There are still a lot of cargoes quoted on the regional markets along the India and Middle East Gulf route. Clean petroleum has been especially busy. Theres been movement in Indian coastal markets as well as out of the Red Sea for cargo such as glycol, paraxylene and base oils. There are still not many Iranian base oils being marketed, possibly because of the New Year holiday in Iran, but also because commodity pricing is an issue.

Eastbound business is not that exciting. A few Iranian possibilities of methanol, paraxylene and styrene have been noted, along with the usual paraxylene and benzene cargoes from Mangalore, India, and Sikka, India. Some chemicals requirements have been seen out of Al Jubail, Saudi Arabia, but congestion there remains fearsome.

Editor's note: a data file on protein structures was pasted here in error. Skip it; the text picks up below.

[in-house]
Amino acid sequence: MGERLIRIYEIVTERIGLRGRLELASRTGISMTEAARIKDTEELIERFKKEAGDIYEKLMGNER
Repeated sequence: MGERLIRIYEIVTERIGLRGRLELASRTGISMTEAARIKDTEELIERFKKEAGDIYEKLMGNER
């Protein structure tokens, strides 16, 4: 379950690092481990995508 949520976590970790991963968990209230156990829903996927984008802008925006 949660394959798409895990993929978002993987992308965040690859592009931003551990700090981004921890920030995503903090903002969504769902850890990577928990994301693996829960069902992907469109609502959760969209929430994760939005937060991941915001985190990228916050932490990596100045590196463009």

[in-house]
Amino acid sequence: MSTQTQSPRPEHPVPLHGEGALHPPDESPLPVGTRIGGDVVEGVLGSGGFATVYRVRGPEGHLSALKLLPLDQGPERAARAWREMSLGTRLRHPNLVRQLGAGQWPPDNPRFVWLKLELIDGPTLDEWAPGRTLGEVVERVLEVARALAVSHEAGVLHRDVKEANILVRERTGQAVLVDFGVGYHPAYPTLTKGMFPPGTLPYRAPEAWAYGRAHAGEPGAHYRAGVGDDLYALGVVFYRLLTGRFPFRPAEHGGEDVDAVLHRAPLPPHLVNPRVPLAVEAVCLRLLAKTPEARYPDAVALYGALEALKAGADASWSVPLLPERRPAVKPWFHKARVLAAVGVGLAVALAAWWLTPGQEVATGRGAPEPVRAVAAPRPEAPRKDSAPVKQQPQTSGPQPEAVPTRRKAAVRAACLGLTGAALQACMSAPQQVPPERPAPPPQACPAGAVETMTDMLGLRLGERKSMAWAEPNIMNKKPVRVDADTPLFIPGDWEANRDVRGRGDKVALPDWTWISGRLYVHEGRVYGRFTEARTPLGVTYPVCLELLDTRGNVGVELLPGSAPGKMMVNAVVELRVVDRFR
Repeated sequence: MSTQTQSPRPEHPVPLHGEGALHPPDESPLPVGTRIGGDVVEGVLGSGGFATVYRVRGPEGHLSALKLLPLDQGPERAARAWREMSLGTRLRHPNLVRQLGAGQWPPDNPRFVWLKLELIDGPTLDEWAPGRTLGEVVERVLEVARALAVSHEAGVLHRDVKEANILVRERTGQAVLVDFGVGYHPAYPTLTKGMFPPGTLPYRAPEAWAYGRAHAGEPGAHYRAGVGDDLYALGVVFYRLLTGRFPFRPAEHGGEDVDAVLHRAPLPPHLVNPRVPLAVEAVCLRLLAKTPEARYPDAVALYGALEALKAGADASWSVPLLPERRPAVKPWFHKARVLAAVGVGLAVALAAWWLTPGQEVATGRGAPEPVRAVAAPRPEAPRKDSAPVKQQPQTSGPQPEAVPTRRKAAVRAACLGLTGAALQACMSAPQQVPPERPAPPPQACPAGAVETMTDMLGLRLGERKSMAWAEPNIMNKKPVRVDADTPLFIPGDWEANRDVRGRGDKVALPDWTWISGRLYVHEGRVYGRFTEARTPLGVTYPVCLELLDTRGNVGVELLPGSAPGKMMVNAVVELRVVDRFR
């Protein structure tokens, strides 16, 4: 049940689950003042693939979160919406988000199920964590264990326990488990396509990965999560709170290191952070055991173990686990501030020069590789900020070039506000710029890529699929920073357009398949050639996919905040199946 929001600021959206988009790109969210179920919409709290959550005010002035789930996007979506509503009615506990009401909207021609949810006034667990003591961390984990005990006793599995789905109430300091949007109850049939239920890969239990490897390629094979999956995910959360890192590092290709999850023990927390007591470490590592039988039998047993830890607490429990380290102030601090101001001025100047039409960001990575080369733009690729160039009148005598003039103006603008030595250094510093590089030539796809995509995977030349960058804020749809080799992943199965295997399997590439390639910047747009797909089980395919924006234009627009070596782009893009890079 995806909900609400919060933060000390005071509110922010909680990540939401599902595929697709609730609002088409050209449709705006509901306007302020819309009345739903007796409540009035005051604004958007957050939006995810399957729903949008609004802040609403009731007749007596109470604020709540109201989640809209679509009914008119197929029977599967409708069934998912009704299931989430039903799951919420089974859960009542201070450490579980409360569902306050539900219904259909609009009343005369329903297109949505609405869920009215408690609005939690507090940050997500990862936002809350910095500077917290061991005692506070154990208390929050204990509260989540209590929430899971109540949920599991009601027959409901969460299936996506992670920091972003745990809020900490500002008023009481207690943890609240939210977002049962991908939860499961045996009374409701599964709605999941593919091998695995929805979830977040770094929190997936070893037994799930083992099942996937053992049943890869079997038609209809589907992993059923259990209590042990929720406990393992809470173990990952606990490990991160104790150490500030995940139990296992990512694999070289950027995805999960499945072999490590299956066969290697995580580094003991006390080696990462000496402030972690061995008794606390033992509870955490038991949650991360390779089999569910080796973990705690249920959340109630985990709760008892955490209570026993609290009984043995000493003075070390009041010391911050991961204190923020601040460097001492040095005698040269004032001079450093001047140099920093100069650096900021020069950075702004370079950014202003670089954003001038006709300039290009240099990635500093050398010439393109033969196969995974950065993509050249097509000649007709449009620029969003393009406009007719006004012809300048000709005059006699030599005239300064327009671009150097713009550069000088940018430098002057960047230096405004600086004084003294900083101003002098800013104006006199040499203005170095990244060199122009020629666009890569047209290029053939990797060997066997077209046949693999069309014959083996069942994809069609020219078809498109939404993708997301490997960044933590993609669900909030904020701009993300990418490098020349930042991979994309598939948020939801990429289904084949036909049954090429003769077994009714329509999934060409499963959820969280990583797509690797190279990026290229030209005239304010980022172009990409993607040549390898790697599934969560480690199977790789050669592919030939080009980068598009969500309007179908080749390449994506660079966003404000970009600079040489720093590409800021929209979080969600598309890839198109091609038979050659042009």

The westbound markets remain stable, with rates generally quoted close to last-done. There are, however, a couple of ships with part-cargo space and they may be relied upon to provide some discounts. A couple of base oil enquiries have been quoted into Turkey from Iran, but it remains to be seen whether they get fixed or not.

Adrian Brown is a senior market analyst for chemicals and base oils with SSY Shipbrokers, London, can be reached atfix@ssychems.comor +44 12 0750 7507. Information about SSY can be found In the Houston office,Steve Rosenthalof SSY’s Chemical Tanker Department can be reached directly at +1 (713) 652-2700 and Jordi Maymi in Singapore can be reached at +65 6854-7127.